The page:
Call to Order

The Yomiuri Shimbun has been an excellent source of news on Japan's practical attainment of noble standing in the free world. Debate on the revision of war-renouncing Article 9 of the postwar constitution proceeds while less newsworthy — yet significant — operational changes, made in close coordination with the United States, are under consideration or due for implementation.

In the conference room, suggestions, differences, arguments and compromises shape constitutional draft amendments to be revealed in April:

The Liberal Democratic Party's committee on constitutional reform is involved in heated debates over whether the party should maintain its conservative stance or work with other parties to devise constitutional amendments that are feasible. The hottest topic at the meeting was whether the amended Constitution should clearly state the right to exercise collective self-defense.

...An advocate of the change said, "It would be bad if the government's interpretation of the stipulation could be easily altered after a change in administration. An ambiguous constitution is problematic."

But an opponent said, "It's a matter of course that the nation can exercise the right to collective self-defense. There's no need to put it in the Constitution."

The Liberal Democratic Party appears to be as solidly eager to establish Japan's right to military action as the party leading Diet opposition, the Democratic Party of Japan, is abhorrent. A two-thirds majority requirement for amendment passage will force the LDP to balance its venerable political power with parliamentary realities.

For Japanophobes reading a jingoist resurgence between the lines, relax: some committee members were reportedly dithering on the potential offensiveness of the newly directed armed forces' title.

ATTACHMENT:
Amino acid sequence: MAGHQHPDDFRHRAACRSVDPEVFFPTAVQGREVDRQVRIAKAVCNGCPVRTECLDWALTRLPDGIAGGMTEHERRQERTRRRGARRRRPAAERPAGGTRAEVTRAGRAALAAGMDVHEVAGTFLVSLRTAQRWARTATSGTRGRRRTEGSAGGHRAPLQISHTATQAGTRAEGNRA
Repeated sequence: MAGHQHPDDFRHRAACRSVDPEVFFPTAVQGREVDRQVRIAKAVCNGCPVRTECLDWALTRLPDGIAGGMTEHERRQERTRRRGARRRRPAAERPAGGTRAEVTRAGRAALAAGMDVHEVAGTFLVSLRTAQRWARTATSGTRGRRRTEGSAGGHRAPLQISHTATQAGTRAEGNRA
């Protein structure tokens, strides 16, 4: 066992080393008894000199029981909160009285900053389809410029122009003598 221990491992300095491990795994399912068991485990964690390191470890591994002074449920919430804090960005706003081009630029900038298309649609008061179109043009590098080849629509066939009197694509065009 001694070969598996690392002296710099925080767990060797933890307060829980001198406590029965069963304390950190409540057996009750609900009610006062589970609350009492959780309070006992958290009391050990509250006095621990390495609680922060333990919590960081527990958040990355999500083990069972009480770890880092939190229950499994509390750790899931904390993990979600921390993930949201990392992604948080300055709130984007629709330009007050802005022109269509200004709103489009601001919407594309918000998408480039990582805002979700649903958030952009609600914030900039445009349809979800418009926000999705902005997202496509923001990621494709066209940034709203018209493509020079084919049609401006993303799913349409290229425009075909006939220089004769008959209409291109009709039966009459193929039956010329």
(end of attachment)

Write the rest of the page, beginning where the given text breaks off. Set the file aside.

The fact that Japanese (or any foreign) military self-reliance would modify (and eventually obviate) America's based military presence is lost on neither Washington nor Tokyo. During the recent meeting that produced Japan's first unambiguous statement respecting Taiwan's freedom from Chinese seizure, Secretary of State Condoleezza Rice and Secretary of Defense Donald Rumsfeld discussed with their Tokyo counterparts how best to renovate a San Franciscan house built in 1951:

At a bilateral meeting of foreign and defense chiefs, the two sides confirmed that within the next few months they would map out measures to realign U.S. troops in Japan by reviewing role-sharing between the SDF and U.S. troops and speeding up discussions on the realignment of U.S. military bases.

...Government plans for sharing U.S. military bases involve introducing a variety of sharing formats, including one in which the management rights to U.S. military bases would be returned to Japan, and another that would follow an existing format used at Misawa base in Aomori Prefecture, where SDF troops already use the base under U.S. administration.

...[Defense Agency Director General Yoshinori] Ono's remarks highlighted government plans to enhance base sharing, improve bilateral interoperability and increase joint exercises.

Diplomatically, bilateralism is in bold display:

The two sides also discussed measures relating to China, with Machimura saying it was important to ask the Chinese government to increase the transparency of its military spending.

With a touch of helpful initiative:

The LDP and Minshuto (Democratic Party of Japan) have been busy drafting bills to be presented to the current Diet session for a law aimed at improving the human rights situation in North Korea. The bills being prepared by the LDP and Minshuto are designed to increase pressure on North Korea over such issues as the abduction of Japanese by Pyongyang and assistance to North Koreans fleeing the country, sources said.

From enemy, to companion, to compatriot: quite a lot to be said for democratic creative destruction.

THE CATCH: Yomiuri's links are fly-by-night. All have been switched to caches or mirrors.

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